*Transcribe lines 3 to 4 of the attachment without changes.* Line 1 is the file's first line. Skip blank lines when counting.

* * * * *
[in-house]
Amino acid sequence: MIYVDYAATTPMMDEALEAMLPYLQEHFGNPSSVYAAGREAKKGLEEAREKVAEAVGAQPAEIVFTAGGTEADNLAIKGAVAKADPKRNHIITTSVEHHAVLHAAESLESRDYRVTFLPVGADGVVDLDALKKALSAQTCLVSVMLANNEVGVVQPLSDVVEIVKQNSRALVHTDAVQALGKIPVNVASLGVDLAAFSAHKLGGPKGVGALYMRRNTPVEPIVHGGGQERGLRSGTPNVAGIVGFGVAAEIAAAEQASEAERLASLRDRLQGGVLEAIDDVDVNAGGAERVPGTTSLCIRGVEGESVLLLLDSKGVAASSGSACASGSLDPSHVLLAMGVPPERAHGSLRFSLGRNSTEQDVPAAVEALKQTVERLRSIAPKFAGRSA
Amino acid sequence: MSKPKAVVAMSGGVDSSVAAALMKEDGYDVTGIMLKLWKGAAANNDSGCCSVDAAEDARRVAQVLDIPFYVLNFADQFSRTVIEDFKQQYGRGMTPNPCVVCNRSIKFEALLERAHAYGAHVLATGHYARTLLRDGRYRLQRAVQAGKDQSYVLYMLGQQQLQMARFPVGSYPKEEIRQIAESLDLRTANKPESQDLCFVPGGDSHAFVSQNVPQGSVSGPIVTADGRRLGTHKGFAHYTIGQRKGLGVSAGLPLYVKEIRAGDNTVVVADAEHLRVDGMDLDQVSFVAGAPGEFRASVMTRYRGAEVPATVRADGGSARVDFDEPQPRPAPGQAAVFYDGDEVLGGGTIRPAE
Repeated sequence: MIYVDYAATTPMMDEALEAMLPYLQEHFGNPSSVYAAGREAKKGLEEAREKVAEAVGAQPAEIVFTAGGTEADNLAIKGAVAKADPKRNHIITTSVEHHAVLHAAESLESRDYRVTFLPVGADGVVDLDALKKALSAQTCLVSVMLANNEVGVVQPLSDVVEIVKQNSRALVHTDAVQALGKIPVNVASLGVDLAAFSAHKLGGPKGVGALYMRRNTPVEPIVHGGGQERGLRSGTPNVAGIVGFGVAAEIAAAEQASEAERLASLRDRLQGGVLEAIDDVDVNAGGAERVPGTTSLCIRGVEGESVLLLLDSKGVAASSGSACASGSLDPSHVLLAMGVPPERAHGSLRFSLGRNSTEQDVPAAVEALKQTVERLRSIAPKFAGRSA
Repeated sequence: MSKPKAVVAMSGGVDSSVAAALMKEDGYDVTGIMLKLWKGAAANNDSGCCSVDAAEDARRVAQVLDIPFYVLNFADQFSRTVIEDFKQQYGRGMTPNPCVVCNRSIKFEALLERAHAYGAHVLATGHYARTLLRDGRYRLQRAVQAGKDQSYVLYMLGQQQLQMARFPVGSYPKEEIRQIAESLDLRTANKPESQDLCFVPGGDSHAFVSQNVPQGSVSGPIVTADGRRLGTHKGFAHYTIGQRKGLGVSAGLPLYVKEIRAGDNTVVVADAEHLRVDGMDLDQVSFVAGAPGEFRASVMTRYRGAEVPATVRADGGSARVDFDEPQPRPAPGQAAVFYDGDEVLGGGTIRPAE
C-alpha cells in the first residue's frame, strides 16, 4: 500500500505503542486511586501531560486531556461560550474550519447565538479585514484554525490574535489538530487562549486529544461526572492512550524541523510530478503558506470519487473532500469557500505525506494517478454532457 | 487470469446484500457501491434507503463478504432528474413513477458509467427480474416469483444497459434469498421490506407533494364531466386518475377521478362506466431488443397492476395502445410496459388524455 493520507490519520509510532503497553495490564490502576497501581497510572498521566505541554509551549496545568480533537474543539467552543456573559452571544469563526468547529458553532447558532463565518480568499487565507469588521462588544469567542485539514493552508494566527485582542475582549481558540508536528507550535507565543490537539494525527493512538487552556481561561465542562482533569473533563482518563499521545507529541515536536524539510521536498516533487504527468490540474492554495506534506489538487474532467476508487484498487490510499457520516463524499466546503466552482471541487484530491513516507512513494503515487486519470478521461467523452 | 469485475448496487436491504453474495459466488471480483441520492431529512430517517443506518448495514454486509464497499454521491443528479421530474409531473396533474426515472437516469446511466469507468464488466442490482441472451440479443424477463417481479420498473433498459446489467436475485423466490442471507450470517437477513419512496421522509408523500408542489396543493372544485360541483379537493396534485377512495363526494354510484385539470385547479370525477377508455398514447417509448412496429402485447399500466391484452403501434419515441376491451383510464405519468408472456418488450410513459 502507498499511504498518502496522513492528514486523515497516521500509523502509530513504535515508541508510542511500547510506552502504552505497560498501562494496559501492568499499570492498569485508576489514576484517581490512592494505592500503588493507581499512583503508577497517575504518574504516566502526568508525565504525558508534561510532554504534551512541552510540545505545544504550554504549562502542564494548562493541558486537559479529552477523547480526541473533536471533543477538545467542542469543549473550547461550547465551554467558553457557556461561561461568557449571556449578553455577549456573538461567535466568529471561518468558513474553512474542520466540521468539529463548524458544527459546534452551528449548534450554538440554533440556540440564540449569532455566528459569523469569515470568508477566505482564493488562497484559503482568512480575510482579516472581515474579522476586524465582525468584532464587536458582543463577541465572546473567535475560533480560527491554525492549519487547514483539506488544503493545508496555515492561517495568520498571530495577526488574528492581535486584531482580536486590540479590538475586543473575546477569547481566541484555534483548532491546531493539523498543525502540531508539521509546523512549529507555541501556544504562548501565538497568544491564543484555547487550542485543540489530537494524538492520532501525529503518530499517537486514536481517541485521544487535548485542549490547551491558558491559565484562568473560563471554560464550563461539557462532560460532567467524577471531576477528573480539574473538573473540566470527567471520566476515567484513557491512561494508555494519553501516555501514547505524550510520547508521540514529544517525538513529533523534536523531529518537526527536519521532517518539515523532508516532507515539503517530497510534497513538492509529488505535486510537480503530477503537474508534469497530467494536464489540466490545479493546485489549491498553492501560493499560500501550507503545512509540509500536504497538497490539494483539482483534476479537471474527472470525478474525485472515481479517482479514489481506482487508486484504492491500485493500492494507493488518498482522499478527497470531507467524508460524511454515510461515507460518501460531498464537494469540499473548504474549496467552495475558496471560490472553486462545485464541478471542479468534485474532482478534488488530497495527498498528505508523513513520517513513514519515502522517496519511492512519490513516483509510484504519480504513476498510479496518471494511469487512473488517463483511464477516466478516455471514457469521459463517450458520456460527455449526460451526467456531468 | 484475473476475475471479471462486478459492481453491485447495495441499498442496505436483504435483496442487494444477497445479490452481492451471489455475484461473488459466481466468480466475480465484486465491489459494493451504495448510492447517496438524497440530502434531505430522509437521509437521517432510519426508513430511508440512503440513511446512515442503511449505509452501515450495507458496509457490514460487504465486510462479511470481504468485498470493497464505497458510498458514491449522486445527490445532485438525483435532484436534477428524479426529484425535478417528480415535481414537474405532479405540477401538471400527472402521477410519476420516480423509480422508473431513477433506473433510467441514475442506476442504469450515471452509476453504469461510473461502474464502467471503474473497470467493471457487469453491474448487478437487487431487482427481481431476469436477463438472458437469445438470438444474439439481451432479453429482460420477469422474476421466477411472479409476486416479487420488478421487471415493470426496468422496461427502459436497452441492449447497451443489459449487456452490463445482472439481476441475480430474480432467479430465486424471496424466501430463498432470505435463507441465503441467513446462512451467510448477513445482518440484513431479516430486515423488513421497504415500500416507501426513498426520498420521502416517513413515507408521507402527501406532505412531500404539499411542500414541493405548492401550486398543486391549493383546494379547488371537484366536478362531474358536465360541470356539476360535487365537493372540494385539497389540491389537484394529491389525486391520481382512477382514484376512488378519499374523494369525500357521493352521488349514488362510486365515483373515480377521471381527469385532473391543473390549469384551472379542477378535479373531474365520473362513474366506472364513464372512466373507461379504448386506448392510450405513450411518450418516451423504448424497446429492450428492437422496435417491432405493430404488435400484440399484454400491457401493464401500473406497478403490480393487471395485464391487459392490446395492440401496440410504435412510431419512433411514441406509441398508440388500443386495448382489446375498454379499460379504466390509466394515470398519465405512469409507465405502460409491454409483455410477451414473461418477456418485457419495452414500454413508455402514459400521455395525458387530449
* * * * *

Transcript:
Amino acid sequence: MSKPKAVVAMSGGVDSSVAAALMKEDGYDVTGIMLKLWKGAAANNDSGCCSVDAAEDARRVAQVLDIPFYVLNFADQFSRTVIEDFKQQYGRGMTPNPCVVCNRSIKFEALLERAHAYGAHVLATGHYARTLLRDGRYRLQRAVQAGKDQSYVLYMLGQQQLQMARFPVGSYPKEEIRQIAESLDLRTANKPESQDLCFVPGGDSHAFVSQNVPQGSVSGPIVTADGRRLGTHKGFAHYTIGQRKGLGVSAGLPLYVKEIRAGDNTVVVADAEHLRVDGMDLDQVSFVAGAPGEFRASVMTRYRGAEVPATVRADGGSARVDFDEPQPRPAPGQAAVFYDGDEVLGGGTIRPAE
Repeated sequence: MIYVDYAATTPMMDEALEAMLPYLQEHFGNPSSVYAAGREAKKGLEEAREKVAEAVGAQPAEIVFTAGGTEADNLAIKGAVAKADPKRNHIITTSVEHHAVLHAAESLESRDYRVTFLPVGADGVVDLDALKKALSAQTCLVSVMLANNEVGVVQPLSDVVEIVKQNSRALVHTDAVQALGKIPVNVASLGVDLAAFSAHKLGGPKGVGALYMRRNTPVEPIVHGGGQERGLRSGTPNVAGIVGFGVAAEIAAAEQASEAERLASLRDRLQGGVLEAIDDVDVNAGGAERVPGTTSLCIRGVEGESVLLLLDSKGVAASSGSACASGSLDPSHVLLAMGVPPERAHGSLRFSLGRNSTEQDVPAAVEALKQTVERLRSIAPKFAGRSA